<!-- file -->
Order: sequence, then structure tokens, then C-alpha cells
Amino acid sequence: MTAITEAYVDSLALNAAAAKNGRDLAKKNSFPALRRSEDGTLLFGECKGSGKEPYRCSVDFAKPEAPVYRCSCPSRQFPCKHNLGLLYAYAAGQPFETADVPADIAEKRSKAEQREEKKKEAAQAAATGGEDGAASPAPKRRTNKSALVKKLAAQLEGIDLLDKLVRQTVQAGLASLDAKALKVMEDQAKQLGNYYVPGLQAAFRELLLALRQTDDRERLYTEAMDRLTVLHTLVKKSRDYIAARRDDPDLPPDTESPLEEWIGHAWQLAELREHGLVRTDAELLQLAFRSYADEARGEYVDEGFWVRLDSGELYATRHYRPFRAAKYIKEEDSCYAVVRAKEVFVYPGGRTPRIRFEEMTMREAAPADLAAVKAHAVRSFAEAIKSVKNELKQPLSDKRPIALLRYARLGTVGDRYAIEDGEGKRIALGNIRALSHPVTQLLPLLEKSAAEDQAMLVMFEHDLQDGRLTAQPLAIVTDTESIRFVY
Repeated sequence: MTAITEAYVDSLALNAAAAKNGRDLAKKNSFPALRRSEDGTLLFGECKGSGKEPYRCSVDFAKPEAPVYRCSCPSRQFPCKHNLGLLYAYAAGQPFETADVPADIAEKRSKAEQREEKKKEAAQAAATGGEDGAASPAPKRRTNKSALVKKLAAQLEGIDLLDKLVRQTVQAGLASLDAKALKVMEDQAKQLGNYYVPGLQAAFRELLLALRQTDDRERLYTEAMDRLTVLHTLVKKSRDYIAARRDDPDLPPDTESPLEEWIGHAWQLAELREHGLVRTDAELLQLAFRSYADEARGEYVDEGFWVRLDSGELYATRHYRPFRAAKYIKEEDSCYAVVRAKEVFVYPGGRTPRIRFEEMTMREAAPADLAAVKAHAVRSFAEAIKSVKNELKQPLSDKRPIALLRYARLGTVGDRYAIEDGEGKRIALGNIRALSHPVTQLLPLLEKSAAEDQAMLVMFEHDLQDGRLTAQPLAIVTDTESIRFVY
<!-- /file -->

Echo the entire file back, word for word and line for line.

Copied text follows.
Order: sequence, then structure tokens, then C-alpha cells
Amino acid sequence: MTAITEAYVDSLALNAAAAKNGRDLAKKNSFPALRRSEDGTLLFGECKGSGKEPYRCSVDFAKPEAPVYRCSCPSRQFPCKHNLGLLYAYAAGQPFETADVPADIAEKRSKAEQREEKKKEAAQAAATGGEDGAASPAPKRRTNKSALVKKLAAQLEGIDLLDKLVRQTVQAGLASLDAKALKVMEDQAKQLGNYYVPGLQAAFRELLLALRQTDDRERLYTEAMDRLTVLHTLVKKSRDYIAARRDDPDLPPDTESPLEEWIGHAWQLAELREHGLVRTDAELLQLAFRSYADEARGEYVDEGFWVRLDSGELYATRHYRPFRAAKYIKEEDSCYAVVRAKEVFVYPGGRTPRIRFEEMTMREAAPADLAAVKAHAVRSFAEAIKSVKNELKQPLSDKRPIALLRYARLGTVGDRYAIEDGEGKRIALGNIRALSHPVTQLLPLLEKSAAEDQAMLVMFEHDLQDGRLTAQPLAIVTDTESIRFVY
Repeated sequence: MTAITEAYVDSLALNAAAAKNGRDLAKKNSFPALRRSEDGTLLFGECKGSGKEPYRCSVDFAKPEAPVYRCSCPSRQFPCKHNLGLLYAYAAGQPFETADVPADIAEKRSKAEQREEKKKEAAQAAATGGEDGAASPAPKRRTNKSALVKKLAAQLEGIDLLDKLVRQTVQAGLASLDAKALKVMEDQAKQLGNYYVPGLQAAFRELLLALRQTDDRERLYTEAMDRLTVLHTLVKKSRDYIAARRDDPDLPPDTESPLEEWIGHAWQLAELREHGLVRTDAELLQLAFRSYADEARGEYVDEGFWVRLDSGELYATRHYRPFRAAKYIKEEDSCYAVVRAKEVFVYPGGRTPRIRFEEMTMREAAPADLAAVKAHAVRSFAEAIKSVKNELKQPLSDKRPIALLRYARLGTVGDRYAIEDGEGKRIALGNIRALSHPVTQLLPLLEKSAAEDQAMLVMFEHDLQDGRLTAQPLAIVTDTESIRFVY